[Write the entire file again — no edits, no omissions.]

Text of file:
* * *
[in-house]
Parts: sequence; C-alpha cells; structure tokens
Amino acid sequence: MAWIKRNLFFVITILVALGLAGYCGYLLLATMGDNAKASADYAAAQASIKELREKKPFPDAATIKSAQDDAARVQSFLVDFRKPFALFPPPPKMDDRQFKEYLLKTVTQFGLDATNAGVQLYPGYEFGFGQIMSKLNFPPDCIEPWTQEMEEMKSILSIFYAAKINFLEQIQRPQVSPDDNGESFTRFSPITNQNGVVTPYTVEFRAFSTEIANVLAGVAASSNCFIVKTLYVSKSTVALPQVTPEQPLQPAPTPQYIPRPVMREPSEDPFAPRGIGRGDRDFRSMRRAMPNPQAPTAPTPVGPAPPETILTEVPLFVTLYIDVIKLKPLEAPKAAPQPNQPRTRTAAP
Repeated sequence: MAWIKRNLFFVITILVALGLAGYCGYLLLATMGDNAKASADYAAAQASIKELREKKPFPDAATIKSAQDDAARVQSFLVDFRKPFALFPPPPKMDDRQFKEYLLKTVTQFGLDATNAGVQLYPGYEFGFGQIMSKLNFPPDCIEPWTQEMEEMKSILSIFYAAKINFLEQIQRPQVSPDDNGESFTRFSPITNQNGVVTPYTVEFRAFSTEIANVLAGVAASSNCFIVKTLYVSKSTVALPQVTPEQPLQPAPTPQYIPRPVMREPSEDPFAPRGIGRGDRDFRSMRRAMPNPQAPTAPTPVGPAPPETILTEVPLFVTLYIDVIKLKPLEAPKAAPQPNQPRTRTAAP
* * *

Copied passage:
[in-house]
Parts: sequence; C-alpha cells; structure tokens
Amino acid sequence: MAWIKRNLFFVITILVALGLAGYCGYLLLATMGDNAKASADYAAAQASIKELREKKPFPDAATIKSAQDDAARVQSFLVDFRKPFALFPPPPKMDDRQFKEYLLKTVTQFGLDATNAGVQLYPGYEFGFGQIMSKLNFPPDCIEPWTQEMEEMKSILSIFYAAKINFLEQIQRPQVSPDDNGESFTRFSPITNQNGVVTPYTVEFRAFSTEIANVLAGVAASSNCFIVKTLYVSKSTVALPQVTPEQPLQPAPTPQYIPRPVMREPSEDPFAPRGIGRGDRDFRSMRRAMPNPQAPTAPTPVGPAPPETILTEVPLFVTLYIDVIKLKPLEAPKAAPQPNQPRTRTAAP
Repeated sequence: MAWIKRNLFFVITILVALGLAGYCGYLLLATMGDNAKASADYAAAQASIKELREKKPFPDAATIKSAQDDAARVQSFLVDFRKPFALFPPPPKMDDRQFKEYLLKTVTQFGLDATNAGVQLYPGYEFGFGQIMSKLNFPPDCIEPWTQEMEEMKSILSIFYAAKINFLEQIQRPQVSPDDNGESFTRFSPITNQNGVVTPYTVEFRAFSTEIANVLAGVAASSNCFIVKTLYVSKSTVALPQVTPEQPLQPAPTPQYIPRPVMREPSEDPFAPRGIGRGDRDFRSMRRAMPNPQAPTAPTPVGPAPPETILTEVPLFVTLYIDVIKLKPLEAPKAAPQPNQPRTRTAAP